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CONISBROUGH CASTLE

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Conisbrough Castle is a castle whose main component is a 28 metre high cylindrical tower with six solid wedge-shaped buttresses. The tower consists of several floors, access is currently gained via a modern outer staircase leading to the entrance floor circa 5 metres off the ground. A well shaft drops from the entrance floor down into the basement floor below. An interior staircase leads to the upper floors, the positions of which are marked by garderobes and, on the second floor, a thirteenth or fourteenth century fireplace. Surrounding the tower to the north, west and south is a curtain wall enclosing a grassed-over bailey containing the wall footings of ancillary buildings. A modern ramp on the west side overlies the original walled approach to the bailey which leads from a ruined gate-tower. Surrounding the whole is a ditch circa 10 metres deep and circa 20 metres wide and a steeply scarped rampart. The castle is situated on a natural slope and is one of several that, in the Middle Ages, commanded the Don Valley. The site was part of the honour of Conisbrough given to Earl Warenne by his father-in-law William the Conqueror. The castle was built during the twelfth century and remained in the hands of the de Warennes until the reign of Edward III when it passed to Edmund of Langley, Duke of York, and to his descendants. Elizabeth I granted the castle and its demesne to her cousin, Lord Hunsden, since when it has passed through several owners. It has been in State care since 1950.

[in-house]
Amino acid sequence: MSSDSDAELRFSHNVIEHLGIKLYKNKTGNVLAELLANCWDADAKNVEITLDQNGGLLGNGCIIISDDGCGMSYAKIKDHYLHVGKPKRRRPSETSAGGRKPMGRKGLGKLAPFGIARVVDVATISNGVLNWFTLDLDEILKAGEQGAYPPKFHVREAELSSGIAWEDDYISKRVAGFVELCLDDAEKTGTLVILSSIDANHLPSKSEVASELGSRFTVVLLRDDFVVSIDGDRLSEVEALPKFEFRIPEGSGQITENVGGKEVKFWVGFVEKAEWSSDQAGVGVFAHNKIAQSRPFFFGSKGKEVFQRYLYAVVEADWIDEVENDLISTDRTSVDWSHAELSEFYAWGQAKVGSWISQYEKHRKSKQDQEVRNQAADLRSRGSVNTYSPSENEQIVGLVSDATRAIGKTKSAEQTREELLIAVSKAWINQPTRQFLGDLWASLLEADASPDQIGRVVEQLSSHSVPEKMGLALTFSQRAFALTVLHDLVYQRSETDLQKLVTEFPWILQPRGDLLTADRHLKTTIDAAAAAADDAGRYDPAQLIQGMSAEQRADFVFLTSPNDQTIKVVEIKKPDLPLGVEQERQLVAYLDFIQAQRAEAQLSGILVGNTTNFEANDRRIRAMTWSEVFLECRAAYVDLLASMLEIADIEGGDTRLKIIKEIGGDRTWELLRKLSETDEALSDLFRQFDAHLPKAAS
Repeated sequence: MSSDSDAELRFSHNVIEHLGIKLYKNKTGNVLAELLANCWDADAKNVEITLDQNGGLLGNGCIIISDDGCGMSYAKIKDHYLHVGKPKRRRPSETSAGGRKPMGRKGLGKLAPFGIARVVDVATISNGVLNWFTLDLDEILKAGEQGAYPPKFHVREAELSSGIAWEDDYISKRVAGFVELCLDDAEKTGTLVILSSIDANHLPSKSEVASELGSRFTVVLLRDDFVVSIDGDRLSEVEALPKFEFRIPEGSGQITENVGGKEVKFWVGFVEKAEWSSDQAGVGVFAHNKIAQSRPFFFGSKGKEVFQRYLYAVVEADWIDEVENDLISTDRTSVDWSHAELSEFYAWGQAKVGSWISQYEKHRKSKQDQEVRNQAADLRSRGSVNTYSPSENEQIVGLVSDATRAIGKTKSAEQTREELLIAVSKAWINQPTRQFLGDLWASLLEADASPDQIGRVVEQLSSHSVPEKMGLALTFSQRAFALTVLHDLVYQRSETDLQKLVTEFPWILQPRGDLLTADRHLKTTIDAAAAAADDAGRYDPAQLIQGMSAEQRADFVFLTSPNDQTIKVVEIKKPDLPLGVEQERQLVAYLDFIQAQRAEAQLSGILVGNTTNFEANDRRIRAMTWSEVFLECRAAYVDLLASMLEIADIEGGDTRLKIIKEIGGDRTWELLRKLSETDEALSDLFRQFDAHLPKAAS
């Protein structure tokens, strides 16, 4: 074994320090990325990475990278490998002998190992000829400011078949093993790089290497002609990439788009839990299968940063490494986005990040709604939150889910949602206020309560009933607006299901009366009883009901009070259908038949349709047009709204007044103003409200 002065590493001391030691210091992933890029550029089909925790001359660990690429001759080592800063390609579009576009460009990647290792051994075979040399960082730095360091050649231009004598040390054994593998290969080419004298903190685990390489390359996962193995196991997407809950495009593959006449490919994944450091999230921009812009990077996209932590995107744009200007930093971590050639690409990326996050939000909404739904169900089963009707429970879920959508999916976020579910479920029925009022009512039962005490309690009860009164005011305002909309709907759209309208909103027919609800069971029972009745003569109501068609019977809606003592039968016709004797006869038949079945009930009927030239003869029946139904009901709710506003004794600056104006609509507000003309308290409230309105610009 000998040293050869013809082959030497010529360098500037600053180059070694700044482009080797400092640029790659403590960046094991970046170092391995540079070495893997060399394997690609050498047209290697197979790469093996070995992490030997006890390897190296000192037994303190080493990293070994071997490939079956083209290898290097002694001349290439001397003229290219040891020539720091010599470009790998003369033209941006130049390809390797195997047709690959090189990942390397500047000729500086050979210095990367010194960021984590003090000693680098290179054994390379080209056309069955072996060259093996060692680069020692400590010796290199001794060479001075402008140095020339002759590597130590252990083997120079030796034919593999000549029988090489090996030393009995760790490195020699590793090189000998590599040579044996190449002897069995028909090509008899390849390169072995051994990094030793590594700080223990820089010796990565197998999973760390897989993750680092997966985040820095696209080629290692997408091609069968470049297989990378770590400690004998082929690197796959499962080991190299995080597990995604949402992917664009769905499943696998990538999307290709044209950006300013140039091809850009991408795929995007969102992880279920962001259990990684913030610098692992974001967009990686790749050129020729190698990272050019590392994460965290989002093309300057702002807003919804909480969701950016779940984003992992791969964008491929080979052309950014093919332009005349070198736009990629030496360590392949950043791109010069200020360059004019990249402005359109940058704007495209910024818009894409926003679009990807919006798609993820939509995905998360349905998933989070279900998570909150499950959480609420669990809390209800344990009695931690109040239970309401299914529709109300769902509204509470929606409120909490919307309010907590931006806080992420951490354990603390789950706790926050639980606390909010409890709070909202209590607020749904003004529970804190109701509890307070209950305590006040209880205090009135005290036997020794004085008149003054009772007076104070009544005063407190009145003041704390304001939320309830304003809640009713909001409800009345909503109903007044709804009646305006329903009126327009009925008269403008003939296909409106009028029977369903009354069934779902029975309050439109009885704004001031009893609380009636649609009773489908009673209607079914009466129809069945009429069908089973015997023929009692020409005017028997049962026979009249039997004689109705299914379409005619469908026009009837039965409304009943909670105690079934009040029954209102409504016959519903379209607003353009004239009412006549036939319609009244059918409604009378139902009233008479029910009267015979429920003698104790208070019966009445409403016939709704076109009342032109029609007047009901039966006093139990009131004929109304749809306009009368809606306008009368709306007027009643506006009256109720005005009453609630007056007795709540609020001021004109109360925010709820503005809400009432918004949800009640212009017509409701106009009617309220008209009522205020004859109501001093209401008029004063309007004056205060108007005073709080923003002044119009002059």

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Further information about monuments may be obtained by contacting Archive Services, through the Historic England website.